About a year ago on Valentine’s Day, my Dad got me this photo book: “Life: The Classic Collection.” He thought it would help inspire me on my photographic journey, and boy has it ever. The photographs in this book are iconic. And I say photographs because that’s what they are. They aren’t “pics” or “photos,” these are PHOTOGRAPHS. These photographs are so awe inspiring not only because they capture some of the most traumatic and meaningful times in history, but because of the art, timing, and skill that each photographer illustrates in each photograph. When I see these photographs, I realize how far I have to go and how much determination I need. It’s a great kick in the pants as well. AND one of the great details about the classic collection, is that it comes with 25 removable photographs, that you can frame and put around your house, which I will do as soon as I get frames.
Many of these photographs are very recognizable. We’ve grown up seeing them in magazines and highlighted on television. They are timeless. One of the most famous photographs is the classic Times Square Kiss by Life photographer Alfred Eisenstaedt.
Everyone knows this photograph, and it’s one of my favorites. I really didn’t know much about the photograph however. I knew that it was taken on V-J day in Times Square. I knew that the couple was anonymous for a long time. I knew that they didn’t know each other. But that was about it, until today when I ran across this article. On June 23, 2010 Edith Shain (the Nurse) died at age 91. Apparently she didn’t contact Life until the ’70s, and the identity of the sailor is still unknown. According to the photographer Alfred Eisenstaedt, he was in Times Square trying to get some shots, when he saw the sailor going around kissing any woman he could find. Eisenstaedt saw the nurse, and focused on her hoping that the sailor would kiss her, so he was ready when it happened. According to the sliberstudios.tv article, Shain spent the last half of her life educating others on the events of World War II. When interviewed about the spontaneity of the kiss, Shain said this, “This guy grabbed me and we kissed, and then I turned one way and he turned the other. There was no way to know who he was, but I didn’t mind because he was someone who had fought for me.” She also said, “As for the picture it says so many things — hope, love, peace and tomorrow. The end of the war was a wonderful experience, and that photo represents all those feelings.”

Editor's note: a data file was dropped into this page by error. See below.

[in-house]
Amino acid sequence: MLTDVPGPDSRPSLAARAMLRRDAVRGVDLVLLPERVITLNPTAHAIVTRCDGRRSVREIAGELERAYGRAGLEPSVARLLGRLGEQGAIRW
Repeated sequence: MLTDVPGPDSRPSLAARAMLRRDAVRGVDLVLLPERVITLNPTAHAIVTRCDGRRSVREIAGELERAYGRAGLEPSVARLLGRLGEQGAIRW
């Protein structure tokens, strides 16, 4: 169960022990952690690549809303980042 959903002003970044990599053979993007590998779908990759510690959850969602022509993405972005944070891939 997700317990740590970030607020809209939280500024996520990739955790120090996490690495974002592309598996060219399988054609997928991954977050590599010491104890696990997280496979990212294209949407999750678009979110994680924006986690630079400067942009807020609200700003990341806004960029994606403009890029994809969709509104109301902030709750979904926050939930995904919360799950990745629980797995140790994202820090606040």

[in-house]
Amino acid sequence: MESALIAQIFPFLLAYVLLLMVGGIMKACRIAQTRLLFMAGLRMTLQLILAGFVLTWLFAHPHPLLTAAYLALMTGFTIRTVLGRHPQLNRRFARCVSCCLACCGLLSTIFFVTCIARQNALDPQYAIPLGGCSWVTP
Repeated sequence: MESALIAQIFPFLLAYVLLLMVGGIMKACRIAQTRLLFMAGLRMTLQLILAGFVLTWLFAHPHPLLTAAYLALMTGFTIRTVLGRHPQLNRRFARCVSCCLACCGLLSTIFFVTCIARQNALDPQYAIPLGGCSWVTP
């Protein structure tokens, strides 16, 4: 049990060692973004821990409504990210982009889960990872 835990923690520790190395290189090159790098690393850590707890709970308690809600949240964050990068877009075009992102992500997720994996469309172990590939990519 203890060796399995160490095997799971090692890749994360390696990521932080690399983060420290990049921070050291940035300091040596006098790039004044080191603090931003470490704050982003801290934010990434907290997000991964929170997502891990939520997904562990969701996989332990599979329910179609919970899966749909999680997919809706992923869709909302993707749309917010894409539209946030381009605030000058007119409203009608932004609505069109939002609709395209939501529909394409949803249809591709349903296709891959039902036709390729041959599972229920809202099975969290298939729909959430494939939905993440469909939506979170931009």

I love how passionate the kiss is, how taken surprise the nurse seems, the ladies in the background giggling, and how it is framed as a snap shot. You feel the passion and absolute joy of V-J day. And as Edith Shain says, you experience the hope, love, peace and tomorrow. This photograph represents something we all hope for, not only as photographers, but for our lives…to experience absolute joy and (especially so close to the 4th of July) the end to wars.